Chapter 01 - R. 1. R. 2. R. 3. R. 4. R. 5. R. 6. R. 7....

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Unformatted text preview: R. 1. R. 2. R. 3. R. 4. R. 5. R. 6. R. 7. CHAPTER 1 REVIEW QUESTIONS Economics is the study of the allocation of scarce resources, including how scarce resources are produced and consumed by the participants in the economy. Finance builds on economics and can be defined as applied economics, or more precisely, the economics of time and risk. Sole proprietorships, partnerships, and corporations differ by the contracts that are formed. Because sole proprietorships and partnerships are not formal organizations, the legal rights and responsibilities of the individuals or partners are equivalent to the rights and responsibilities of the person(s) who owns the business. In contrast, the corporation is a distinct legal entity defined by the contracts between individuals such as owners, creditors, workers, suppliers, customers, those in the surrounding communities, and between all forms of governments. The shareholders are the legal owners of the firm and have claim on the firm’s residual cash flow, that is, the cash flow that remains after all other claims have been satisfied. The stockholders supply capital and are the primary risk takers of the firm. The distinctive characteristics of corporations include (1) the ability of the shareholders to declare bankruptcy and therefore to enjoy a protective shield in the form of limited liability, (2) corporate earnings are taxed according to the corporate tax code, and (3) the fact that the corporation is often large enough that owners hire managers to run the firm day-to—day. As discussed in question 3 above, the shareholders are the legal owners of the firm. The argument set forth by the modern finance viewpoint is that corporations belong to the shareholders and to the shareholders belongs the right to determine its goals. Because shareholders are entitled to the wealth of the corporation once the contractual claims of others have been satisfied, corporate finance teaches that the goal of the firm is the maximization of shareholder wealth. In other words, shareholders want the market value of their shares to be as high as possible. An agency relationship is where one or more persons contract with one or more other persons to perform a decision making task for them. In corporate finance, the shareholders are the principals and the managers are the agents. Positive marginal utility is an economic principal stating that individuals derive more happiness (utility) with more of a certain item. Positive marginal utility of wealth means that people always prefer more wealth to less wealth. As long as shareholders are concerned about their level of wealth in the firm, and if positive marginal utility describes the firm’s shareholders, then financial managers should always choose the course of action that results in the highest level of shareholder wealth. R. 8. Diminishing marginal utility is an economic principal stating that the additional happiness (utility) that derives from consuming an item declines as consumption of the item increases. Diminishing marginal utility directs individuals making choices between items to seek lower levels of risk and to demand higher average returns for bearing risk. ' R. 9. Diminishing marginal return is an economic principal similar to diminishing marginal utility but measuring rates of return on investments not levels of happiness. The principal of diminishing marginal return instructs financial managers to rank order the firm’s investment opportunities from best to worst, and to stop investing when the rate of return from the next best investment is equal to the rate of return that can be earned in the financial marketplace. The shareholders do not wish the firm to invest in projects if the rate of return from investment is lower than what can be earned in the market. R. 10.The law of conservation of value says that identical cash flow streams must have identical values. Therefore, value cannot be created by adding things together or by breaking things apart. Conservation of value implies that financial managers should not focus on corporate activities that do not better the aggregate cashflows. R. 11.According to the economic principals given by positive marginal utility and diminishing marginal utility, the vegetarian would always prefer $100 of beef to $90 of vegetables. As long as beef and vegetables can be traded at market prices, the vegetarians could trade the $100 of beef for $90 of vegetables and have $10 left over. Accepting the $90 of vegetables would violate the principal of positive marginal utility. R. 12.The concept of separation refers to financial managers separating the consumption preferences of shareholders (consuming today or waiting until sometime in the future) with the shareholders desire to maximize the market value of wealth in the firm. With separation, the financial manager is instructed only to maximize the current share price of the firm. R. l3.A safe dollar is a dollar that will be realized in any future state of nature, while a risky dollar is a dollar that may or may not be realized depending on the specific state of nature that occurs. Even though they are both dollars, safe dollars are preferred because there is no uncertainty attached to receiving them. CHAPTER 1 PROBLEMS 1. Everyone should select d. since it can be returned to receive the most money ($19.99) and therefore the highest utility since the most desired CD can be purchased with money leftover. 2. Everyone should select a. since it produces the highest wealth and therefore the best opportunities (as above). For those students concerned with the ethical implications, it may be helpful to note that the $35 market price is a reliable signal that the firm’s assets will be put to better use as opposed to the CEO’s statement that the new owners will destroy the company. It may also be useful to note that this is a common reaction of management and,may only be an attempt to keep their jobs since they fear that the new owners will not view them as being worth their pay. 3. a. $1: 1 Ice Cream $2: 1 Ice Cream, 1 Cookie $3: 1 Ice Cream, 2 Cookies $5: 2 Ice Cream, 3 Cookies $7: 2 Ice Cream, 5 Cookies b. $2: 2 Cookies $5: 1 Ice Cream, 3 Cookies Maude eats less ice cream relative to cookies. . X. Otherwise, Maude is not maximizing her utility. . Generally, consume less of it. map 3 pounds. 4 pounds, 2 Pounds. X. . The price of milk will rise. More supplement will be produced and used. Therefore, more milk will be produced. Every cow should (at the margin) be able to produce 3.25 more pounds of milk from one more pound of grain supplement. g. Amazingly, we can conclude: 1. That every consumer is indifferent (receives identical marginal utility) from one pound of grain and 2.34 pounds of milk, and 2. That every farm generates the same increased product from using an extra pound of grain (2.34 pounds of milk). Otherwise, farmers and consumers would be acting irrationally. than?!» T": 5 a. 40% cattle, 60% hogs b. 85% cattle, 15% hogs 15% cattle, 85% hogs (problem should read "15% higher") produce all hogs, or all cattle, respectively c. That every rancher finds at current or "final" production levels that it is 50% harder or more costly to produce an extra pound of cattle than hogs. . In perfectly functioning markets, people seeking to maximize their utility and firms attempting to maximize their profits will reach optimal outcomes when they ensure that all decision are made using market values. Thus, consumers enjoy goods and services until the marginal utility that they enjoy for each item is directly proportional to its price. Similarly, producers generate output such that the cost or difficulty of making each product is directly proportional to its market price. Also, producers utilize inputs such that the marginal value of each item as a factor in the production process is directly proportional to its market price. Free markets and self—interest cause scarce resources to be produced, utilized as inputs and consumed using the same "priorities" (at the margin) — — even though the participants may not know about or care about each other. In finance, we are mainly concerned about the time value of money and the bearing of risk. In perfect markets, the ideal results of microeconomics with regard to commodities in the absence of risk and at a single point in time can be extended to the case of time and risk. CHAPTER 1 DISCUSSION QUESTIONS 1. The defense of the concept of shareholder wealth maximization rests in the concepts of private property rights and the idea that shareholders own the corporation. It is often useful to ask students their attitude towards their own property (books, cars, etc.). It is also useful to discuss the idea of a teenager who creates and operates a lawn mowing service. Who should set the goals and who should reap the benefits of the work? How would each student feel if the instuctor simply began confiscating books, calculators, purses, etc. and giving them to other people such as perhaps more needy students. 2. Since a corporation is simply a set of contracts, in a literal sense it is not possible for it to pollute. A more accurate view is that the shareholders of the corporation caused the pollution and perhaps they should be punished through fines, etc. according to due process. An interesting tangent is to discuss the true underlying creators of "normal pollution" (consumers) and therefore who ultimately must pay in the long run for cleaning up problems such as oil spills. 3. One would look for ice cubes in the freezer. a. Answers 1 & 2 can be rationally deduced. b. Answers 1 & 4 can be empirically confirmed. c. Only answer 1 is consistent with the theory and accurately predicts the real world 4. Is it possible that both Adam and Smithy will act similarly? The idea is that people will pay the most for the things that they most appreciate and will charge the least for providing those things that cause them the least burden. For example, there are two ways to pick grapes for juice: by hand and by machine. The machine method is quick and easy. Harvesting by hand is slow and hard. Smithy, driven by money, will tend to buy grape juice made from machine harvested grapes since it will be less expensive. However, Adam would also buy the machine harvested variety since his desire to help the farmer would lead him to select the product that was easiest for the farmer to harvest. In selecting a career, Smithy would prefer to harvest grapes by machine since he could make more money. But Adam would also harvest by machine since his desire to meet other people’s needs would lead him to select the more productive method of harvesting. In the mid—1700’s, the great economist and philospher Adam Smith set forth the idea that people acting in self—interest will be driven towards doing things that society wants and needs. It is possible that Adam, driven by his love for people, will donate money to the poor, refuse salary increases and pay people more than they ask. However, decisions regarding the production and consumption of scarce resources will be remarkably if not totally similar. 5. The law of conservation of value is derived in a perfect market. In an imperfect market the law does not necessarily hold. Thus, mergers can be explained using market imperfections such as imperfections in the markets for corporate assets, tax liabilities and managers. ...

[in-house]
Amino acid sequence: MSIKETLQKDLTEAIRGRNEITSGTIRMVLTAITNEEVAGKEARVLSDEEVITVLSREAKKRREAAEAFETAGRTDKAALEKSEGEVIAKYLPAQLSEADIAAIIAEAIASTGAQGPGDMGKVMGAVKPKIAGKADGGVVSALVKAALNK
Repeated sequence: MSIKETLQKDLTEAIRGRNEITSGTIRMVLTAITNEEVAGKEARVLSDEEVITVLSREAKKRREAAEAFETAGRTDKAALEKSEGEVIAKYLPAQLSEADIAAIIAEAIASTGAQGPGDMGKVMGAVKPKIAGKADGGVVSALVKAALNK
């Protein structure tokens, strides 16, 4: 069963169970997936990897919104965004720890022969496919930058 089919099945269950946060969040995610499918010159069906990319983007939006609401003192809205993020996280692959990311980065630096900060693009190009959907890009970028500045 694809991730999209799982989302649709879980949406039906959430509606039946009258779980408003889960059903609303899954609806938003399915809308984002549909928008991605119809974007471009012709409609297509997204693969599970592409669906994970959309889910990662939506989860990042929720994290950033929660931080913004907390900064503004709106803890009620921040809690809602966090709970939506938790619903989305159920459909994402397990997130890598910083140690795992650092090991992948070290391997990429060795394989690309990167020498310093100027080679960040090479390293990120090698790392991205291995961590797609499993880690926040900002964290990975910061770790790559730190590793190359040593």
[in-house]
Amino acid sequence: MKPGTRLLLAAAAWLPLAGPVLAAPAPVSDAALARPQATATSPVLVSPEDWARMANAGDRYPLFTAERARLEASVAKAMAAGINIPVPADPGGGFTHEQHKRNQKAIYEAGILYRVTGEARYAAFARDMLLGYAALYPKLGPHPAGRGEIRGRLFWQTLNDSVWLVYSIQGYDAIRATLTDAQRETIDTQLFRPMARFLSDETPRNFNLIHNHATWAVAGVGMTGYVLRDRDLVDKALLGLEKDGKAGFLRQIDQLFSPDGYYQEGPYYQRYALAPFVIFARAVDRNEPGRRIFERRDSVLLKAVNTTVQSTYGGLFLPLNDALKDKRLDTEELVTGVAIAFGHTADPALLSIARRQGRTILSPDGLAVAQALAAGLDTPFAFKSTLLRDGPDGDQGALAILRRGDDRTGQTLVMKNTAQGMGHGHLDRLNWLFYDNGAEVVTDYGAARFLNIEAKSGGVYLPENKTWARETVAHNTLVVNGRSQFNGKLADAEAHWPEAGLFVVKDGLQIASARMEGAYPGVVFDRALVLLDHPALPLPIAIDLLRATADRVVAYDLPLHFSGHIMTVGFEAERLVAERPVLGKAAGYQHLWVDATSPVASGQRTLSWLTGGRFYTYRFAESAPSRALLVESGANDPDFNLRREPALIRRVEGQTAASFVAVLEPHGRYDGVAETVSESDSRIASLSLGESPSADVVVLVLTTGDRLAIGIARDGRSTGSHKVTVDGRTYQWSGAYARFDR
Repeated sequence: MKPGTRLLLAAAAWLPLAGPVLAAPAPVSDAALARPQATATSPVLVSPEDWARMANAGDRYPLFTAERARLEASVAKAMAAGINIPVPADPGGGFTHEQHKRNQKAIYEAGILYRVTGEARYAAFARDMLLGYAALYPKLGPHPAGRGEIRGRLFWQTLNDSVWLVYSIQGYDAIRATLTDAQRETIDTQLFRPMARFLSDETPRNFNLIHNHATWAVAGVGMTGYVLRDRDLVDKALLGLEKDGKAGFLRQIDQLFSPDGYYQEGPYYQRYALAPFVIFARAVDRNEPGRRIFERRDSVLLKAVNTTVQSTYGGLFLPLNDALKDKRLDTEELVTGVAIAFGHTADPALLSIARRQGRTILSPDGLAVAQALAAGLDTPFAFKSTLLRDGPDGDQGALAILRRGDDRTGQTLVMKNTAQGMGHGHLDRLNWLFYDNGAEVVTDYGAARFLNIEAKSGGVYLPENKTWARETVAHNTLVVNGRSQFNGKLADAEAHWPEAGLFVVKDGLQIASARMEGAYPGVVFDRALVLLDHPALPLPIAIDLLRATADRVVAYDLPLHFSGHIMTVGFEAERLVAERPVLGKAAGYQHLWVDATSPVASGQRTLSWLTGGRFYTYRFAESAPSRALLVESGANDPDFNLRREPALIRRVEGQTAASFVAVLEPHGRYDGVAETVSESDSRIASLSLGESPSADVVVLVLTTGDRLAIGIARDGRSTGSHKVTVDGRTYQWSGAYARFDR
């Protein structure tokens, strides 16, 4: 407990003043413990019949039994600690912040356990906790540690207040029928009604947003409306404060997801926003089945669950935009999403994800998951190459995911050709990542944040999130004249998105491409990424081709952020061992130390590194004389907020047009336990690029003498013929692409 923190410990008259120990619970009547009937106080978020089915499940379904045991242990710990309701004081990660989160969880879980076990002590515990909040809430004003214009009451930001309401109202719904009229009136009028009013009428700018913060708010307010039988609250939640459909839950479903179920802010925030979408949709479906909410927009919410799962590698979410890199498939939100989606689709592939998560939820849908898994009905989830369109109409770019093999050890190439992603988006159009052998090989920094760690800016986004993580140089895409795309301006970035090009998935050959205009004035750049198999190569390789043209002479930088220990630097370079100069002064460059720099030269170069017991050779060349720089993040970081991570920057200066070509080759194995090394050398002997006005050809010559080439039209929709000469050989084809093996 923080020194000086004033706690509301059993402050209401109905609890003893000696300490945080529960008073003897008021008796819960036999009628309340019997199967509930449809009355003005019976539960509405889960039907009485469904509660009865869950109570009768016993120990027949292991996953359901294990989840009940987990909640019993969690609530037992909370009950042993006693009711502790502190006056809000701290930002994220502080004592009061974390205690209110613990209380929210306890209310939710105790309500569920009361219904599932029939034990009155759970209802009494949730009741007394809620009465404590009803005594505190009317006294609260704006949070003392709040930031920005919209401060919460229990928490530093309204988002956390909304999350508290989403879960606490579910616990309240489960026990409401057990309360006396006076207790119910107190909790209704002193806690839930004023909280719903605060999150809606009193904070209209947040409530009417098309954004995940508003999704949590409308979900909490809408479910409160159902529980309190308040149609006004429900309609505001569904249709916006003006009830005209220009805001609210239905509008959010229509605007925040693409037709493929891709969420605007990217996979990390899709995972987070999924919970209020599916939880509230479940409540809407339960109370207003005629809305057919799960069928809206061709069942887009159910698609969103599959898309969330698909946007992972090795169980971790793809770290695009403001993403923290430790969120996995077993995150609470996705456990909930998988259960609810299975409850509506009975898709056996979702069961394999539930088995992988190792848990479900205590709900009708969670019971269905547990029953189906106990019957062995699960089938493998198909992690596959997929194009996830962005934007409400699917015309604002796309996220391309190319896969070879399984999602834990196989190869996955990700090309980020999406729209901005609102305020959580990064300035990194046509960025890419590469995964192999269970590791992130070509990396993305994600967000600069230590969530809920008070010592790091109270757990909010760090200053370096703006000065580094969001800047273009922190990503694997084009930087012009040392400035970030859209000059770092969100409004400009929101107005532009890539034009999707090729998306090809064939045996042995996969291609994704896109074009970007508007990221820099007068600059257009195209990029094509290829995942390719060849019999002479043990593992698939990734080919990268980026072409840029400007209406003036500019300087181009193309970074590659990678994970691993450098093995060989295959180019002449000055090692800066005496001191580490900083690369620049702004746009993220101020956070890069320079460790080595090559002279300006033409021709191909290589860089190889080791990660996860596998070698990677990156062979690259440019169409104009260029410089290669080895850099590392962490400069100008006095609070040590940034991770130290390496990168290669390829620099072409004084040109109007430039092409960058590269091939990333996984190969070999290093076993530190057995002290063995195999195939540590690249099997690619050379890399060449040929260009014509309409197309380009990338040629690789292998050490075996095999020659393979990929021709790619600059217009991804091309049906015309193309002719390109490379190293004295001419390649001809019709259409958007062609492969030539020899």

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This note was uploaded on 11/30/2011 for the course FINOPMGT 301 taught by Professor Lacey during the Spring '10 term at UMass (Amherst).

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Chapter 01 - R. 1. R. 2. R. 3. R. 4. R. 5. R. 6. R. 7....